Alternative Dispute Resolution-Mediation and Arbitration

The methods of dispute resolution fall into two broad categories:

altervative-dispute-resolution
Alternative dispute resolution
  1. Final determination procedures
  2. Preliminary determination procedures.

Final determination procedures include

  • Litigation
  • Arbitration
  • Expert determination.

Preliminary determination procedures include

  • Mediation
  • Conciliation
  • Mini-trial
  • Med-arb
  • Dispute boards.

This piece will look at arbitration and mediation as alternative dispute procedures and why you might consider using them to resolve disputes.

Mediation

Mediation is a preliminary dispute resolution procedure which has grown in popularity in the last few years.

A mediator does not decide the issues in dispute between the parties; a mediator helps the parties to reach their own agreement through acting as a go-between. A mediator does not express his/her views and should remain impartial throughout.

Any decision of a mediator is non-binding on the parties.

Mediation is a completely confidential process and operates on a ‘without prejudice’ basis. This means that any information furnished be one party to the other cannot be used in subsequent litigation should the mediation not resolve the dispute.

Advantages of Mediation

The advantages of mediation over arbitration or litigation are

  • The parties have control over the outcome
  • The relationship into the future of the parties should not be damaged
  • The parties decide what issues can be introduced into the process with a view to reaching agreement
  • Implementation of any subsequent agreement is more likely to be more effective than an outcome reached as a result of one side ‘winning’ and the other side ‘losing’.

A mediation procedure should contain a date by which a consensual agreement is to be reached.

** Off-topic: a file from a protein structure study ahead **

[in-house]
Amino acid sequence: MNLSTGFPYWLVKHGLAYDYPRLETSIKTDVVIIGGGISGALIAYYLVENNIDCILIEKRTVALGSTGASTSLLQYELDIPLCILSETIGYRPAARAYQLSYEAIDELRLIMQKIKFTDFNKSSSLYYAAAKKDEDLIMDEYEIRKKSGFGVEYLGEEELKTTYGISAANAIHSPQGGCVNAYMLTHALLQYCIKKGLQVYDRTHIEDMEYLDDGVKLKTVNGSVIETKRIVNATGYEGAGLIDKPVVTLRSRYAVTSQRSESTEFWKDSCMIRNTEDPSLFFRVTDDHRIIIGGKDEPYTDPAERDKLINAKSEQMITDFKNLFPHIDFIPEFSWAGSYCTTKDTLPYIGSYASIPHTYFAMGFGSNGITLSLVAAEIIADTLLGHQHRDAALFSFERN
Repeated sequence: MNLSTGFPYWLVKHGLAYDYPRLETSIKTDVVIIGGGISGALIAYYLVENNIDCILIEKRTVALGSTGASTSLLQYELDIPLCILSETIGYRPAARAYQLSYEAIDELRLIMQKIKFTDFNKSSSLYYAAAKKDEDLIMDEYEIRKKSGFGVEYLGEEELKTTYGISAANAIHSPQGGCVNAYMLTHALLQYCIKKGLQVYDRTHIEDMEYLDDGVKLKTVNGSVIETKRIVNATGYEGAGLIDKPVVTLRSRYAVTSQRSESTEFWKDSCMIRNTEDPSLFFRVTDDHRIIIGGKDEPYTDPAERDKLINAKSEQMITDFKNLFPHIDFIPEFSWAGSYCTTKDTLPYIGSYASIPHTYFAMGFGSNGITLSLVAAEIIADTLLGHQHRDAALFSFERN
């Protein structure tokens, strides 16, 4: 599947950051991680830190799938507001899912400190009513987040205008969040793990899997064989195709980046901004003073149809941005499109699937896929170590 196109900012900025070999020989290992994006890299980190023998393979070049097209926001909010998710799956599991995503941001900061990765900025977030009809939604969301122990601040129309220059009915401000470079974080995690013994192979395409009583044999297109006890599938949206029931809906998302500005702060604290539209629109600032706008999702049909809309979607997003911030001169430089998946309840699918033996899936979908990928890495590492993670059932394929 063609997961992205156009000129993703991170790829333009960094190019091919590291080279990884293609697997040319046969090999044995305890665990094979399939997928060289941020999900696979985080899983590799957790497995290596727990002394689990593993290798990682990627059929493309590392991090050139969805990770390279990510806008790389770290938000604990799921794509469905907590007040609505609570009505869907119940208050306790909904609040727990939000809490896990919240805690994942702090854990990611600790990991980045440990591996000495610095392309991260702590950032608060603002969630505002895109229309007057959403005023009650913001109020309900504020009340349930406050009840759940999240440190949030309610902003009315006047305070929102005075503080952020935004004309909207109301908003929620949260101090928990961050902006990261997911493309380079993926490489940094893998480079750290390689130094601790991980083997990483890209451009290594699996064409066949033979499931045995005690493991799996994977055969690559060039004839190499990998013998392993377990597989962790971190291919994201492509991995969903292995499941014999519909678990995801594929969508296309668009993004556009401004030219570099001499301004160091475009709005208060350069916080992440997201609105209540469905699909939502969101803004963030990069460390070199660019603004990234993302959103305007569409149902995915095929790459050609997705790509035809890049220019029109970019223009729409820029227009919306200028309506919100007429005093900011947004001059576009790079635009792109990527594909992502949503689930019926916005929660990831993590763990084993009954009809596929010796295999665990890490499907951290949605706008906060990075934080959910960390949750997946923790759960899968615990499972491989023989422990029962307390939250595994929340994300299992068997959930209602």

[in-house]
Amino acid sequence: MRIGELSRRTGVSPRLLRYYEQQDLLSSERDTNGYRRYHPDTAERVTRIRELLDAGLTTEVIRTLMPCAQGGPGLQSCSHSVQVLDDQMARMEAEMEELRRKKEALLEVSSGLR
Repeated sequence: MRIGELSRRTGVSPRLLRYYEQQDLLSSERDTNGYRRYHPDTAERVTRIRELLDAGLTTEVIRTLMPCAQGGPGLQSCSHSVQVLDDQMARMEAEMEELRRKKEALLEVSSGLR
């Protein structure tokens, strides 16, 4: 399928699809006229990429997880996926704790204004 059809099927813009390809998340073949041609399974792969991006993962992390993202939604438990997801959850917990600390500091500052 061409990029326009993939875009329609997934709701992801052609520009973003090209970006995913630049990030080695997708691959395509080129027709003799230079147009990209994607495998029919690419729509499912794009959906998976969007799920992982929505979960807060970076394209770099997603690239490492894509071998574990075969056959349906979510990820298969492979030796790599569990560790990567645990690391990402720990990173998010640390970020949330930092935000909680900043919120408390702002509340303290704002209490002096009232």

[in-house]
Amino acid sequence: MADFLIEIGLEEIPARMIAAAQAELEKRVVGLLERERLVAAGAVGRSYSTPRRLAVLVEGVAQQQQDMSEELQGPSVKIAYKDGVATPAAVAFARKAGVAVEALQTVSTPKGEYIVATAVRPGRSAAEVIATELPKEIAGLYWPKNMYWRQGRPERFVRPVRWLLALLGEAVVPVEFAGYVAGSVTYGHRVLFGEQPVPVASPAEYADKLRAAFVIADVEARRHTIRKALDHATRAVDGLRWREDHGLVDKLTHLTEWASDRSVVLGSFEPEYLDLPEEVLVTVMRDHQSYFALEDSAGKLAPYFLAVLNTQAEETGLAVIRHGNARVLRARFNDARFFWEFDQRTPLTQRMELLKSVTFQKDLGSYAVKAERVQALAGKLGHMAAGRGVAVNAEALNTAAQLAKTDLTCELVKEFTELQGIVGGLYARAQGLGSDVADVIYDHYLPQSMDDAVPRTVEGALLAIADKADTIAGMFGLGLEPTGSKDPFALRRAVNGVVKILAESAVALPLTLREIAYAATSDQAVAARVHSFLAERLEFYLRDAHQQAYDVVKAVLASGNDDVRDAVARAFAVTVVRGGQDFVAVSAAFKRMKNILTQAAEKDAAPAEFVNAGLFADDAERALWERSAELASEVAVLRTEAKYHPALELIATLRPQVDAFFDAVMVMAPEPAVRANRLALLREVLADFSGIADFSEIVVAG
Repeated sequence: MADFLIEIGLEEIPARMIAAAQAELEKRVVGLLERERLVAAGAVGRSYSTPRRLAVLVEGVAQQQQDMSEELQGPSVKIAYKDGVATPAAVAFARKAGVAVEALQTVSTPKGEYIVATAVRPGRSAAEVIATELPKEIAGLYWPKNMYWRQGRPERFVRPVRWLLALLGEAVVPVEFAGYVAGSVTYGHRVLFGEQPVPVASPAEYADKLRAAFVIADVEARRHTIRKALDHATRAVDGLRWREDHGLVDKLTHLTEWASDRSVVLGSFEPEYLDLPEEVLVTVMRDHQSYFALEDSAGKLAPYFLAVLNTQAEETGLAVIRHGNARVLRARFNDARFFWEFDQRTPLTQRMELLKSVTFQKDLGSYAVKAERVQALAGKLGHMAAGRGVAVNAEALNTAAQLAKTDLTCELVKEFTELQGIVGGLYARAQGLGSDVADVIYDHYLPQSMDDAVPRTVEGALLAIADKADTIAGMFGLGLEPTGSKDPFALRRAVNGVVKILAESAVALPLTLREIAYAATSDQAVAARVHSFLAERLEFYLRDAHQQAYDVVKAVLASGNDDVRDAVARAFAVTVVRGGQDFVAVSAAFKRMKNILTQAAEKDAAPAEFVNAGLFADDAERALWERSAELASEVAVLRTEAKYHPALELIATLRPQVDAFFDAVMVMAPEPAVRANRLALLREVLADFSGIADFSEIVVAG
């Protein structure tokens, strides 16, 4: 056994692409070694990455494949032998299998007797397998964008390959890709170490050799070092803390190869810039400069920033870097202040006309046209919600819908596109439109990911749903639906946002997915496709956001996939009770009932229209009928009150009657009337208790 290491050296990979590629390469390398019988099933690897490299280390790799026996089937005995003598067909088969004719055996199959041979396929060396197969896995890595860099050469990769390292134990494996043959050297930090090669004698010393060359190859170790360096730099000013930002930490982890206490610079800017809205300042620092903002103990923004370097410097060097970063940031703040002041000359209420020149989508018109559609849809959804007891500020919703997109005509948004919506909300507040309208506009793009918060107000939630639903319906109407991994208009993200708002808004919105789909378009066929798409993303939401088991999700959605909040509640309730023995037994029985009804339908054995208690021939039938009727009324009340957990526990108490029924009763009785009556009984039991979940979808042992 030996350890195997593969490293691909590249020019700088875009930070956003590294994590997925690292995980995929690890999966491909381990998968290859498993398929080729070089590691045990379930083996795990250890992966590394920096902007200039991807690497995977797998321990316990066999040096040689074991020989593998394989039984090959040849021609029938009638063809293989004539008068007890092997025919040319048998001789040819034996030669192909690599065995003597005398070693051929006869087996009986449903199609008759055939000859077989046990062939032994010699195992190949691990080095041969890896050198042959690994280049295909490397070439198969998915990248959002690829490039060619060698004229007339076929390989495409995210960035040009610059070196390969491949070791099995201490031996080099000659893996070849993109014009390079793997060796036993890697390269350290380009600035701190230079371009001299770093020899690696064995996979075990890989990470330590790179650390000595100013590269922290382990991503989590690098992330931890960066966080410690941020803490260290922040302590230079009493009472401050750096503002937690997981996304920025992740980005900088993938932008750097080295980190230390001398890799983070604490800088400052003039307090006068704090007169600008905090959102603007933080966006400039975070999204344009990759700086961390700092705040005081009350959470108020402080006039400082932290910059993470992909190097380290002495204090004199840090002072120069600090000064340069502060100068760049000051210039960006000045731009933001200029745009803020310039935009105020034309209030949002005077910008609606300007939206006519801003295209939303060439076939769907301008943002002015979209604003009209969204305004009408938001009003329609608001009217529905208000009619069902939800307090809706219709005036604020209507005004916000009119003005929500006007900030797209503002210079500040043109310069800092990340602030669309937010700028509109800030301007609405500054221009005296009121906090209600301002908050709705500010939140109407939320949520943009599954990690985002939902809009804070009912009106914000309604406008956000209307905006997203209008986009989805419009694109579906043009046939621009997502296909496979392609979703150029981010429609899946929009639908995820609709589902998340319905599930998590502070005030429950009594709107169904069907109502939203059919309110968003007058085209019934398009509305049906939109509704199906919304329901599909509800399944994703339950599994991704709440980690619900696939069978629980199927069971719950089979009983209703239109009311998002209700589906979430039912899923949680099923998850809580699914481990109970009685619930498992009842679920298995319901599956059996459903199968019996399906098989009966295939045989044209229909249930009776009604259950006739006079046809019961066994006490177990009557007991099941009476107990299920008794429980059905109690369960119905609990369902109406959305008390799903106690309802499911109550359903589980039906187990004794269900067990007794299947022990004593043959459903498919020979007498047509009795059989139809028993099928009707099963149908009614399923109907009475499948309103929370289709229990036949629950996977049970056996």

Arbitration

Unlike mediation, arbitration is a final determination procedure.

Arbitration is provided for in a variety of agreements eg holiday booking conditions, Law Society conditions of sale, RIAI building contracts, rent review clauses in most leases etc.

Certain disputes must be, by statute (the Arbitration Acts), resolved by arbitration. Apart from these obligatory arbitration situations, arbitration must be agreed to by the parties.

Advantages of Arbitration

The advantages of arbitration include

  • Privacy-arbitration proceedings can be held in private
  • Parties can choose who is to arbitrate and can choose an arbitrator with specialist knowledge
  • Flexibility-the parties decide on the procedures
  • Costs-parties can decide on the costs and retain some control over them
  • Speed-the parties can decide the pace of the arbitration procedure
  • An arbitrator’s decision is final and binding on the parties

Disadvantages of Arbitration

Some disadvantages of arbitration include

  • Costs-the parties will be responsible for the costs of the arbitrator in addition to their own costs
  • Collateral disputes-the arbitrator will have no say over disputes with third parties or other issues outside the arbitration process
  • Sanctions-an arbitrator cannot impose a sanction on any of the parties.

Irish arbitration law is contained in the Arbitration Act, 1954, the Arbitration Act, 1980 and the Arbitration (International Commercial) Act, 1998.

The ‘Arbitration Acts’ do not apply to employment disputes or to unwritten arbitration agreements.

Generally, any dispute concerning legal rights can be dealt with by way of arbitration, subject to some exceptions eg where the claimant is a child or where public policy issues dictated that some matters must be dealt with by the Courts.

There are 2 types of arbitration agreements:

  1. Submission agreements-this arises where there is agreement to submit an existing agreement to arbitration
  2. Arbitration clauses-an agreement to submit future disputes to arbitration

Arbitrator’s Powers

In addition to any specific powers given to the arbitrator by way of the arbitration agreement, an arbitrator also has powers conferred by statute (the Arbitration Acts) including

  • The power to make an award (interim or final)
  • The power to order specific performance of a contract (other than a contract in relation to land)
  • To examine witnesses on oath
  • The power to award costs
  • The power to refer any question of law for the decision of the High Court.

Courts in Ireland have indicated that they will not interfere in an arbitration process unless they are required to do so by a patent injustice or error.